After a relatively slow offseason leading into the 2018 season, the Arizona Diamondbacks pulled off a three-team trade that brought in outfielder Steven Souza Jr. and pitching prospect Taylor Widener.
It was a move that made perfect sense for the team as they tried to continue their playoff push without J.D. Martinez, and it earned rave reviews from baseball voices.
They reported to Salt River Field a year ago today.
There were pros and cons for Souza when being dealt after spring training had already started.
“Chaos, that’s what I remember,” Souza said. “I remember being in Florida just settling in because I just got back from my grandpa having a heart attack and getting back and settled in with those guys. Then, getting shipped right back (to Arizona) trying to get my dog, all my cars, all my stuff back and then coming here and trying to speed up relationships.
“At the same time it was exciting because I knew the team we had last year and I knew a lot of guys. It was chaotic but it was exciting.”
Souza had to get to know his new teammates and surroundings while coordinating a cross-country move for his family.
“You’re basically asked to mesh with a new 25 guys and so these guys made it real easy on me and it was a smooth transition, but it’s a lot and it can be really tough for some people.”
Widener was shortly moved to the minor league camp after the trade, but said the team helped him get up to speed quickly.
“Whenver I got here last year, I was welcomed with opened arms,” Widener said. “This organization has been nothing but good to me. They made the transition really easy for me.”
Widener said Zack Godley, a fellow South Carolinian, was particularly helpful in the clubhouse. Souza said Paul Goldschmidt and Jake Lamb did the same for him.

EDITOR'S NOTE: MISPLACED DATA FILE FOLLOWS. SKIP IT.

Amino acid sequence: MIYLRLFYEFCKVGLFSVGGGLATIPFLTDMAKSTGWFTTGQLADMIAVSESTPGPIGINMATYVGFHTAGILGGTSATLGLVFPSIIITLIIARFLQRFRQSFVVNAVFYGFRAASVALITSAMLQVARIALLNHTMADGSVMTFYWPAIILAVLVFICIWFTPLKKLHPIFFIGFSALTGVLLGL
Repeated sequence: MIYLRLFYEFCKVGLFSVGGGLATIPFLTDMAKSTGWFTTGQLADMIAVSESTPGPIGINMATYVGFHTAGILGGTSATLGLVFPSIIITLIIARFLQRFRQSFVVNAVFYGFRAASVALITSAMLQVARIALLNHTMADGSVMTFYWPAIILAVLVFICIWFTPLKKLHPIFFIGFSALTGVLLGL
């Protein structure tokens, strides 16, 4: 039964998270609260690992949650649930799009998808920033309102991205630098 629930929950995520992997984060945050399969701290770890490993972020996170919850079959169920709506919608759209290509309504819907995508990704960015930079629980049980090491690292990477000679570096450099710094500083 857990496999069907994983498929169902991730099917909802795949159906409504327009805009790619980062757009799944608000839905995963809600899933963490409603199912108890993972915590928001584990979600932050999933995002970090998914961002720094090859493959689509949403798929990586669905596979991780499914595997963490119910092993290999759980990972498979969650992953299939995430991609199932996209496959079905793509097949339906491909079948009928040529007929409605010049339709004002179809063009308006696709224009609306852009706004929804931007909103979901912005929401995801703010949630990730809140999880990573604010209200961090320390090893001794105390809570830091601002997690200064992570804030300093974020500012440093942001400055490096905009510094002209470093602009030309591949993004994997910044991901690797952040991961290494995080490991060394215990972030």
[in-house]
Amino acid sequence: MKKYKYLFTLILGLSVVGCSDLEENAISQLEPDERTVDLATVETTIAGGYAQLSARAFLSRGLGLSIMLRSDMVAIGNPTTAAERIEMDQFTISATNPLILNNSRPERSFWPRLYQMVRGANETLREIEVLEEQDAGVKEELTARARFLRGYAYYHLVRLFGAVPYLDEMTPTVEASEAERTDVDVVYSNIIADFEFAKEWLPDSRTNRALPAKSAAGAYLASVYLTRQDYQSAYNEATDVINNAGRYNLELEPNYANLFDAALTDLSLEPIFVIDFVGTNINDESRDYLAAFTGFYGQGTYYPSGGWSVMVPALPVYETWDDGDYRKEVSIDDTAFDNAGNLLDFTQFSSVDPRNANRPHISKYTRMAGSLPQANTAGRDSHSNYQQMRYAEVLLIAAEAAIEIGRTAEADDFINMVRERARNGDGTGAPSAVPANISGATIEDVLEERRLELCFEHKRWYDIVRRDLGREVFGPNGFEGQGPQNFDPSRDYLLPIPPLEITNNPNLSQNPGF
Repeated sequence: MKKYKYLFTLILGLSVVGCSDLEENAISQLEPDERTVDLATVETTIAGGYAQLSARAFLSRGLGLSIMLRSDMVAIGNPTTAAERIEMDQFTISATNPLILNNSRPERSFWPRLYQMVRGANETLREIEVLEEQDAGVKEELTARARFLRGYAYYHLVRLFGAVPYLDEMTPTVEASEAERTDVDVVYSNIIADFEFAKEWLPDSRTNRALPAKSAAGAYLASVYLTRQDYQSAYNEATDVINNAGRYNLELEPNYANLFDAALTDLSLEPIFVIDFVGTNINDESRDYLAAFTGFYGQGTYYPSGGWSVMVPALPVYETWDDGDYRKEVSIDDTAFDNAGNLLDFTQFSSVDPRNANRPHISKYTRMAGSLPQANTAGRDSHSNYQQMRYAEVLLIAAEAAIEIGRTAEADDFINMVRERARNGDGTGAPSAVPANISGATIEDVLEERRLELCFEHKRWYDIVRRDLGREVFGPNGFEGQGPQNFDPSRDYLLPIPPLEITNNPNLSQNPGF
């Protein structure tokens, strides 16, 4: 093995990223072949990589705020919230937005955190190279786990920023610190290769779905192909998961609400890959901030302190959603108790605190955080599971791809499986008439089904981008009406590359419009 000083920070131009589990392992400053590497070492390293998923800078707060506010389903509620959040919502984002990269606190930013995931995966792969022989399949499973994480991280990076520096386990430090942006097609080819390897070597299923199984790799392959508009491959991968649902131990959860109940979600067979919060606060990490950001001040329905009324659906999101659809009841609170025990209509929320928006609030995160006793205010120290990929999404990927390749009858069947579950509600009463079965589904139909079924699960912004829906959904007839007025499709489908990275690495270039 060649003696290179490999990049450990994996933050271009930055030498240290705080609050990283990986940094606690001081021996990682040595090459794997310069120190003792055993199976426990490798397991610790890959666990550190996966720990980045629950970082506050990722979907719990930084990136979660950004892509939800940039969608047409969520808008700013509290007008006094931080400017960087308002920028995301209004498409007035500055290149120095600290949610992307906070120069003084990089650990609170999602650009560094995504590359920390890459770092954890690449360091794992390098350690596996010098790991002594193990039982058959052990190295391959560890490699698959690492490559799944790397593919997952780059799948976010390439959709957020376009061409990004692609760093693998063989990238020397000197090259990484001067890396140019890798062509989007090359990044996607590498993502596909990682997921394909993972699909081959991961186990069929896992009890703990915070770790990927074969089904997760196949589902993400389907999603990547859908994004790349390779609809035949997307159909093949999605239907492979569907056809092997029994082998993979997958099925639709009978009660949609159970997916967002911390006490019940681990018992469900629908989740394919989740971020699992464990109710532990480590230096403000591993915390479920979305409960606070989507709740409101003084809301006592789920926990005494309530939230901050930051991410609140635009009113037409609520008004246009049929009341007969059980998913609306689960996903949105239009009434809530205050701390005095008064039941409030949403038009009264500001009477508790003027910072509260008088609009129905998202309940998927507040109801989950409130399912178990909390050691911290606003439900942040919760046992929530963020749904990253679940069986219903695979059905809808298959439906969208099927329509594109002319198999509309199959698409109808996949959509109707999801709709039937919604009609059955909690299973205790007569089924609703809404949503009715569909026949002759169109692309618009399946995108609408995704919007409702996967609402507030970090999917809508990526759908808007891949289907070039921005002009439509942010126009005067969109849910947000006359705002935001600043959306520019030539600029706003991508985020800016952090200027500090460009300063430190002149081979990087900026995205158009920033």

While the two players had to go through similar transitions in spring trainig, their 2018 seasons were very different for them.
Widener went to Double-A Jackson and in 25 starts, he threw 137.1 innings and struck out 176 with a 2.75 innings. He was named the Diamondbacks Minor League Pitcher of the Year. Part of that success was due to an expanded repertoire.
— Arizona Diamondbacks (@Dbacks) September 24, 2018
“The Diamondbacks just forced me to throw all my pitches and utilize my changeup more,” Widener said. “It just really helped me grow, and I’m seeing a lot more confidence in it.”
Souza suffered a pectoral injury in spring training that led to multiple stints on the disabled list. He appeared in only 70 games last year. When he returned to the lineup, he hit .220 with five home runs and 29 RBIs, down from his previous year with Tampa Bay where he hit 30 home runs and drove in 78.
“Frustrating,” Souza said of his 2018 season. “Just with the injury, couldn’t get rid of it. The performance was just down. I’m looking to rebound, and it’s a big year for me to show I’m not just a one-hit wonder or two years in a row that I’ve had success and can sustain it and I’m excited to do that for this team.”
Manager Torey Lovullo has seen a change in both players now that they’ve had full offseasons with the club.
“It’s just nice to get to know both players on a different level where you’ve kind of worked through the newness of a relationship or a friendship,” Lovullo said.
Now, Widener is the #2 prospect in the Diamondbacks’ farm system and #83 overall prospect according to MLB.com. He’s looking to take his next steps in development by throwing his off-speed pitches consistently.
Souza has been making tweaks to his offseason approach to come in ready for a bounce-back year.
“I’ve done some things in the weight room that have been altered,” Souza said.
“I’ve been really, really kind of thick in the past, and I’m just trying to stay lean and make sure my muscles are recovered a lot more…Other than that, I know what I’ve been doing at the plate for a long time and I’m looking to do that again.”
But the most important change this offseason for the two players is that there wasn’t one with the name on the front of the jersey, helping them hit the ground running.
“When they’re comfortable here, they can take care of their business (on the field),” Lovullo said. “I think we’ve accomplished that with both guys.”